New employment centre taking reins

Layoffs loom at Employment Navigators after province awards local services contract to Duncan-based firm

  • Nov. 22, 2011 7:00 a.m.

By Christopher Sun

The Chronicle

A Duncan-based company has been awarded the contract to offer employment services in Ladysmith.

The B.C. government awarded Global Vocational Services a five-year contract to offer job search counseling and training for the Cowichan region, starting in April 2012.

“We just signed the contract,” said Global president Ann Norris. “We will be opening up an employment service centre in Ladysmith.”

Norris is in negotiations to secure office space above the Ladysmith Library. She said Global will offer all the same services that current contractor, Employment Navigators, offer. However, job seekers may need to visit Global’s larger Duncan office for some services.

“Things like social media workshops, e-portfolio, specialty training such as WHMIS (workplace hazardous materials information systems) and Serving it Right,” Norris explained. “We will give them tickets to take a shuttle or gas cards if appropriate.”

However, with Global now awarded this new contract, locally based Employment Navigators will need to find new funding to remain open.

“We are looking forward and not backwards and we are committed to the community of Ladysmith,” said executive director Ann MacGillivray. “We are looking at other options.”

Employment Navigators has a staff of nine. Eight of those employees, five full-time and three part-time, will be laid off at the end of March.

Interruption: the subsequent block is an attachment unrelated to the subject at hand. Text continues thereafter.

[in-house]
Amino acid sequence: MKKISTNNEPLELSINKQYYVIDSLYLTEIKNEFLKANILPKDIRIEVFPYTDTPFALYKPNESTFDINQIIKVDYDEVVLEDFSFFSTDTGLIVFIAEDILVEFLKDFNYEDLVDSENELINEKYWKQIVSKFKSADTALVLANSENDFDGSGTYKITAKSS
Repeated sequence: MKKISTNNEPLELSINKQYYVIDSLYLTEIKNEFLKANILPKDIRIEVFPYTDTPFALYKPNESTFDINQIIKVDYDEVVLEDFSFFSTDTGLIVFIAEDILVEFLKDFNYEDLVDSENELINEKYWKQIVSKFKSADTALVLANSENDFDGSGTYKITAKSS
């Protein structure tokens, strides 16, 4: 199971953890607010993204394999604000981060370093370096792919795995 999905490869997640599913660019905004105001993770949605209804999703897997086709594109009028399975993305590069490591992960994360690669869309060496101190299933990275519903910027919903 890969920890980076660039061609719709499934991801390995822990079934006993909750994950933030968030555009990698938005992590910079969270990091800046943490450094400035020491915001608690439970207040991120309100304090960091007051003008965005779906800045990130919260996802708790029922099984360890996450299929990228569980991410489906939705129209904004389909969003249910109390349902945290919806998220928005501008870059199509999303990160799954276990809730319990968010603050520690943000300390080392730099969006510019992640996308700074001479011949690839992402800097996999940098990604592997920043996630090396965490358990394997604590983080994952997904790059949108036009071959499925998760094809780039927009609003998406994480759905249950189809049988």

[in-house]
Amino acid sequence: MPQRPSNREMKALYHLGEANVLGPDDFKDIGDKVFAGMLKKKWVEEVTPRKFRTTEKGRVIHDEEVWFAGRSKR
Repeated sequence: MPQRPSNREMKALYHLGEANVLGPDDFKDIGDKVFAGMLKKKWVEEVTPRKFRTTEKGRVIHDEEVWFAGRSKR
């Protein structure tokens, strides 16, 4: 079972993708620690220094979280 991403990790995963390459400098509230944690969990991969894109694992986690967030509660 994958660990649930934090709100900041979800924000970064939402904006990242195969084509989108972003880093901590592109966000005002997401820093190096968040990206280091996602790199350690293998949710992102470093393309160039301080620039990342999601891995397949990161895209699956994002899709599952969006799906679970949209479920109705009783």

The not-for-profit company does have a smaller contract, offering employment services to those employed over 20 hours a week, looking for new job opportunities.

Last year the provincial government issued a call for bidders to provide employment services in B.C. A spokesman for the Ministry of Social Development said the Province  inherited about 400 employment service related contracts from the federal government.

In an effort to consolidate, the ministry divided the province into 73 catchment areas. Ladysmith and Duncan were previously two separate catchment areas prior to this consolidation.

Also starting next year, job seekers utilizing employment centres will be classified into one of four categories, which will determine how much funding they can receive in their job search.

According to information available at B.C. Bid, those deemed as highly employable will receive up to $420 of support, while those in tier 4, “little to no employment readiness” will get up to $7,200 of support. That support covers the cost of various training programs.

The province uses B.C. Bid to tender out contracts.

Just Posted

(File photo)
Poverty reduction survey identifies 10 poverty themes

Poverty reduction plan will be finalized in July 2021

Nanaimo-Ladysmith MP Paul Manly says he has no intentions of leaving the Green Party. (House of Commons image)
Island Green MPs have “no intention” of leaving the party after ‘heartbreaking’ departure

Manly, May only remaining Green MPs after Jenica Atwin left for the Liberals over internal disputes

New COVID-19 cases on Vancouver Island by local health area for the week of May 30-June 5. (B.C. Centre for Disease Control image)
COVID-19 cases drop again almost everywhere on Vancouver Island

Nanaimo had four new cases last week, down from 22 the week before